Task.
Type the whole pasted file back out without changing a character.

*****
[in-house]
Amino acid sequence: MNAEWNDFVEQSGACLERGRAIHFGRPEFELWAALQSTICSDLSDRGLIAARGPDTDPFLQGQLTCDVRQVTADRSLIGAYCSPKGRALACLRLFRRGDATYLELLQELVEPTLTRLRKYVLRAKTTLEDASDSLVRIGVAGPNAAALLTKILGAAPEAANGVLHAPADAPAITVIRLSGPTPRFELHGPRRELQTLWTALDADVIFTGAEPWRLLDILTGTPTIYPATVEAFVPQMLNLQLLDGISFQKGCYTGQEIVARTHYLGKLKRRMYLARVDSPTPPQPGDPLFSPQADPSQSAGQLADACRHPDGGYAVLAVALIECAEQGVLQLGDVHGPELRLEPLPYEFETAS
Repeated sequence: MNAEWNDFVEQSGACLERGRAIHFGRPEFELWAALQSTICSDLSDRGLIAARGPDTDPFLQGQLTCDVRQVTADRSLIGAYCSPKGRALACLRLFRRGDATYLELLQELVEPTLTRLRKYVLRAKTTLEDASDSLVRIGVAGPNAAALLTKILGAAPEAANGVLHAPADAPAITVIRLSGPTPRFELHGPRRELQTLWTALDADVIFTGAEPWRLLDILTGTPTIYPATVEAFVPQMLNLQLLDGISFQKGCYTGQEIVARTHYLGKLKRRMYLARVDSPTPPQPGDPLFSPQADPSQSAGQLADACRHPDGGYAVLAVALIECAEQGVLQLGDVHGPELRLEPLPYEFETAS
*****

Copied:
[in-house]
Amino acid sequence: MNAEWNDFVEQSGACLERGRAIHFGRPEFELWAALQSTICSDLSDRGLIAARGPDTDPFLQGQLTCDVRQVTADRSLIGAYCSPKGRALACLRLFRRGDATYLELLQELVEPTLTRLRKYVLRAKTTLEDASDSLVRIGVAGPNAAALLTKILGAAPEAANGVLHAPADAPAITVIRLSGPTPRFELHGPRRELQTLWTALDADVIFTGAEPWRLLDILTGTPTIYPATVEAFVPQMLNLQLLDGISFQKGCYTGQEIVARTHYLGKLKRRMYLARVDSPTPPQPGDPLFSPQADPSQSAGQLADACRHPDGGYAVLAVALIECAEQGVLQLGDVHGPELRLEPLPYEFETAS
Repeated sequence: MNAEWNDFVEQSGACLERGRAIHFGRPEFELWAALQSTICSDLSDRGLIAARGPDTDPFLQGQLTCDVRQVTADRSLIGAYCSPKGRALACLRLFRRGDATYLELLQELVEPTLTRLRKYVLRAKTTLEDASDSLVRIGVAGPNAAALLTKILGAAPEAANGVLHAPADAPAITVIRLSGPTPRFELHGPRRELQTLWTALDADVIFTGAEPWRLLDILTGTPTIYPATVEAFVPQMLNLQLLDGISFQKGCYTGQEIVARTHYLGKLKRRMYLARVDSPTPPQPGDPLFSPQADPSQSAGQLADACRHPDGGYAVLAVALIECAEQGVLQLGDVHGPELRLEPLPYEFETAS